Second Wave Fears Won't Crush Oil Demand

The oil market faced its greatest fear, a second wave of Covid-19
Oil demand and car sales are up in China
Crack down on those who try to help Venezuela skirt oil sanctions
Energy Report

Energy Report


The Phil Flynn Energy Report 

Wave Rider 

The oil market faced its greatest fear, a second wave of Covid-19. The second wave fears crushed the stock market beyond reason or common sense, but now it looks like we are on the road to recovery. At least in the stock and oil market. Fears that a spike in cases of coronavirus led to worries that we would have to shut down the economy once again. Yet those fears aren’t based on science and could be a byproduct of more testing. The Trump administration is vowing not to shut down the economy again, even if a second wave occurs. Will these fears kill the oil demand trend that we are starting to see? I think not.

Looking at China, where the virus began, oil has been stellar and rising.  Bloomberg News reported that "Chinese consumption was already back at similar levels to a year earlier in mid-May after the country was largely shut down in February. While other nations are generally a couple of months behind China in terms of the impact of the pandemic, fuel consumption isn't snapping back as fast. Japanese gasoline demand was still down 27% in May from a year earlier, while South Korean processors are operating at rates that are 5 to 10 percentage points lower than usual. Indian diesel sales were nearly a third lower last month on a year-on-year basis. The drastic steps taken by China to contain the virus, which allowed its economy to bounce back faster, are one reason for the disparities."

In China's car sales are also coming back. Auto sales in May were +7% above the same month a year earlier, the first year-on-year growth since June 2018. GM and Ford are benefiting, and Goldman Sachs raised GM to a buy, not to mention an increase in Chinese gasoline demand will follow. 

The oil market recovery will be a bit more volatile, and we expect more long term gains. U.S. imports of oil will be high for 2 more weeks but then should reverse sharply. We are going to see more large draws in the Cushing Oklahoma delivery point, and we will see the market start to tighten in the fourth quarter of the year. 

Bureau of Safety and Environmental Enforcement (BSEE) Hurricane Response Team reported that it continues to monitor offshore oil and gas operators in the Gulf as operators resume normal operations following Tropical Storm Cristobal. Based on data from offshore operator reports submitted yesterday, personnel remains evacuated from a total of 20 production platforms, 3.11 percent of the 643 manned platforms in the Gulf of Mexico.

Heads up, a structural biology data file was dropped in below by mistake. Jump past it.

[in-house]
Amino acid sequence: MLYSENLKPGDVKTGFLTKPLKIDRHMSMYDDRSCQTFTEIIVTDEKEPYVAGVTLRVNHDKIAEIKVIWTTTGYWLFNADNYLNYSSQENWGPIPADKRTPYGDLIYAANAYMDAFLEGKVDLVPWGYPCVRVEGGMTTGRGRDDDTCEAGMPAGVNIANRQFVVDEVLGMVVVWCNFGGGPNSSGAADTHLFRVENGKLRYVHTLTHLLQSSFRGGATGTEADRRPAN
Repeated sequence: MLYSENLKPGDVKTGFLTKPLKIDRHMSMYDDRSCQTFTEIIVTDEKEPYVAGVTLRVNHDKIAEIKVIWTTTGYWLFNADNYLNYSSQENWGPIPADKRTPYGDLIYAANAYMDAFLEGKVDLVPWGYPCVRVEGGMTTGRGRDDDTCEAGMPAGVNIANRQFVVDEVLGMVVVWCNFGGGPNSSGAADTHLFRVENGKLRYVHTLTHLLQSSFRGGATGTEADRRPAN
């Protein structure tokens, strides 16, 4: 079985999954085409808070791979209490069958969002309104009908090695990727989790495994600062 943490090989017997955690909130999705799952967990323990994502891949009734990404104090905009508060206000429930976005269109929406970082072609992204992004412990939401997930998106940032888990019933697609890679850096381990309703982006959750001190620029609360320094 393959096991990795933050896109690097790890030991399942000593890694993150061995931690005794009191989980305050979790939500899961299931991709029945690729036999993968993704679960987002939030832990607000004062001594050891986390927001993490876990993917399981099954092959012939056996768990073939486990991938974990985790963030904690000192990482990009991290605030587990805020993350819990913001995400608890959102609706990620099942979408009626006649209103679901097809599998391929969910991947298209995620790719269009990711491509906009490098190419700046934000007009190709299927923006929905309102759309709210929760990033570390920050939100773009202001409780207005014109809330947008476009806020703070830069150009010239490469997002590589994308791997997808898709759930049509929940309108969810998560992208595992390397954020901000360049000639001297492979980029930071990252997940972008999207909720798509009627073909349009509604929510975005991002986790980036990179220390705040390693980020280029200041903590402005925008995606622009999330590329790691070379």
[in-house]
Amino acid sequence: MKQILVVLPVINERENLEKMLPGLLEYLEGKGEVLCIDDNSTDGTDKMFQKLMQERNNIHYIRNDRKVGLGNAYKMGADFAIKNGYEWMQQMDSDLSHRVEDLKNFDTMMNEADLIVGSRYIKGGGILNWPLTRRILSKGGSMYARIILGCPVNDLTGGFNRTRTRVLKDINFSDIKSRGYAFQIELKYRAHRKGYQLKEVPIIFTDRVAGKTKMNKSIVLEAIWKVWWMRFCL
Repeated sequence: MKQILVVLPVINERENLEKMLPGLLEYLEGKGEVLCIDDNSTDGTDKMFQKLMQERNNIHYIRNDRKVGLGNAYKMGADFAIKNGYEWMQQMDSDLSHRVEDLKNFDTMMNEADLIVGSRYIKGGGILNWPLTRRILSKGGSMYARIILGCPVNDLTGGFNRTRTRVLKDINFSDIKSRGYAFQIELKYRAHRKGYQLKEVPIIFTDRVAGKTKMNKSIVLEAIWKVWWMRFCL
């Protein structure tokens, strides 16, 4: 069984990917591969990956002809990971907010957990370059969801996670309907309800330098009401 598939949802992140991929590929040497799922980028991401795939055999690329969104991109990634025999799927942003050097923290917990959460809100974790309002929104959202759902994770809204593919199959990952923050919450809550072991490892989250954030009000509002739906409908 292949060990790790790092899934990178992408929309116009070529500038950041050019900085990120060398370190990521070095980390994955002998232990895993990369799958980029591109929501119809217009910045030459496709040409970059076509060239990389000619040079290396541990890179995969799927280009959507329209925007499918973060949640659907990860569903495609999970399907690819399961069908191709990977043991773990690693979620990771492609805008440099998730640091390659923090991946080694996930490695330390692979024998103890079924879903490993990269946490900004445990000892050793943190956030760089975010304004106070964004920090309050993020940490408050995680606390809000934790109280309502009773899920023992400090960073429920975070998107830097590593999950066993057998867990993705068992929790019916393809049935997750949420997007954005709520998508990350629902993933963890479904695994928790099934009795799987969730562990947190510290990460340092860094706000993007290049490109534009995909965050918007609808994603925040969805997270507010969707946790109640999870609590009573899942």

BSEE estimates that approximately 13.12 percent of the current oil production in the Gulf of Mexico remains shut-in. BSEE determines that roughly 8.89 percent of the natural gas production in the Gulf of Mexico is shut-in.

Venezuela has seen its oil production fall to an embarrassing low 645.700 barrels of oil a day, according to Baker Hughes.  The corruption of the illegitimate President Maduro has crushed the country’s economy and has hijacked the rights and future of its citizens. In fact, in the country with the largest proven oil reserves on the planet, its economy and oil industry has collapsed and now only has one oil rig in the entire region. The crash in the price of oil is crushing the Venezuelan oil industry that was already in sharp decline because of inevitable socialism that leads to corruption. Now it looks like the U.S. is cracking down on those who try to help Venezuela skirt sanctions.

Platts is reporting that global tanker market is growing anxious as the U.S. is considering imposing additional sanctions on oil tankers that have recently loaded oil from Venezuela, as it seeks to put a stranglehold on the Latin American country's oil revenues. Several shipping sources said the U.S. government is looking to penalize over 50 tankers that have either loaded from Venezuela or have carried Venezuelan oil via ship-to-ship transfers. If these sanctions did come into effect, it could affect a large proportion of the crude oil tonnage, leading to a surge in freight rates, sources said. This has already prompted some charterers, especially those in the U.S., Brazil, and even in China to avoid ships that recently visited Venezuela. "We are getting lots of charterers asking us to avoid ships that called ex-Venezuela," a ship broker said

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About the Author

Senior energy analyst at The PRICE Futures Group and a Fox Business Network contributor.